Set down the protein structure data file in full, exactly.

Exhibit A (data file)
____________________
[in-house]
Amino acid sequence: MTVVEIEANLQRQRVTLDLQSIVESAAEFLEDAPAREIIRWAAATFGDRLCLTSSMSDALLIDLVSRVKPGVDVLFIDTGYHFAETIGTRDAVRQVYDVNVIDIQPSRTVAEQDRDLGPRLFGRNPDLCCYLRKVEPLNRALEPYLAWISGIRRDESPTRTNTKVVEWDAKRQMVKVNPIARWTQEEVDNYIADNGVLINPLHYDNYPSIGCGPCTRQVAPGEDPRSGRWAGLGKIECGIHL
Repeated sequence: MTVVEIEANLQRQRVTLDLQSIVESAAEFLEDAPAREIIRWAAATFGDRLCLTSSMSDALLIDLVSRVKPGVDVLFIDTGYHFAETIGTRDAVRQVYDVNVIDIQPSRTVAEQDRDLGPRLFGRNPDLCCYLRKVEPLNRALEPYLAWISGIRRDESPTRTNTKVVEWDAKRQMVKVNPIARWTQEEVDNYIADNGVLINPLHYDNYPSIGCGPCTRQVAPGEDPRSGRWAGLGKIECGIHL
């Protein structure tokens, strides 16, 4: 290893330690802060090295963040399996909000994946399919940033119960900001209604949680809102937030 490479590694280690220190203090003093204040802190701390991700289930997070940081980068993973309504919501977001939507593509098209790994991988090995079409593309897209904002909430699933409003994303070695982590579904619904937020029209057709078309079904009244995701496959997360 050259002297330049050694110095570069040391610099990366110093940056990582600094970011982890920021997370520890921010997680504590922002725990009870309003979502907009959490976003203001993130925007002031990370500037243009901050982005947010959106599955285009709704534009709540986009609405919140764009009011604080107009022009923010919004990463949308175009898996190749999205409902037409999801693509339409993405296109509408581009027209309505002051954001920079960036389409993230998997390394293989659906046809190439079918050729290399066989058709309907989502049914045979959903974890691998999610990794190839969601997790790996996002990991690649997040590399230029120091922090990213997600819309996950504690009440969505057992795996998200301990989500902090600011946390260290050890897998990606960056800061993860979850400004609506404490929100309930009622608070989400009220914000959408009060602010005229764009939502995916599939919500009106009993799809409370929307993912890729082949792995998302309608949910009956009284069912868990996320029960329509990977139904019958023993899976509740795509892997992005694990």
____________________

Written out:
[in-house]
Amino acid sequence: MTVVEIEANLQRQRVTLDLQSIVESAAEFLEDAPAREIIRWAAATFGDRLCLTSSMSDALLIDLVSRVKPGVDVLFIDTGYHFAETIGTRDAVRQVYDVNVIDIQPSRTVAEQDRDLGPRLFGRNPDLCCYLRKVEPLNRALEPYLAWISGIRRDESPTRTNTKVVEWDAKRQMVKVNPIARWTQEEVDNYIADNGVLINPLHYDNYPSIGCGPCTRQVAPGEDPRSGRWAGLGKIECGIHL
Repeated sequence: MTVVEIEANLQRQRVTLDLQSIVESAAEFLEDAPAREIIRWAAATFGDRLCLTSSMSDALLIDLVSRVKPGVDVLFIDTGYHFAETIGTRDAVRQVYDVNVIDIQPSRTVAEQDRDLGPRLFGRNPDLCCYLRKVEPLNRALEPYLAWISGIRRDESPTRTNTKVVEWDAKRQMVKVNPIARWTQEEVDNYIADNGVLINPLHYDNYPSIGCGPCTRQVAPGEDPRSGRWAGLGKIECGIHL
């Protein structure tokens, strides 16, 4: 290893330690802060090295963040399996909000994946399919940033119960900001209604949680809102937030 490479590694280690220190203090003093204040802190701390991700289930997070940081980068993973309504919501977001939507593509098209790994991988090995079409593309897209904002909430699933409003994303070695982590579904619904937020029209057709078309079904009244995701496959997360 050259002297330049050694110095570069040391610099990366110093940056990582600094970011982890920021997370520890921010997680504590922002725990009870309003979502907009959490976003203001993130925007002031990370500037243009901050982005947010959106599955285009709704534009709540986009609405919140764009009011604080107009022009923010919004990463949308175009898996190749999205409902037409999801693509339409993405296109509408581009027209309505002051954001920079960036389409993230998997390394293989659906046809190439079918050729290399066989058709309907989502049914045979959903974890691998999610990794190839969601997790790996996002990991690649997040590399230029120091922090990213997600819309996950504690009440969505057992795996998200301990989500902090600011946390260290050890897998990606960056800061993860979850400004609506404490929100309930009622608070989400009220914000959408009060602010005229764009939502995916599939919500009106009993799809409370929307993912890729082949792995998302309608949910009956009284069912868990996320029960329509990977139904019958023993899976509740795509892997992005694990």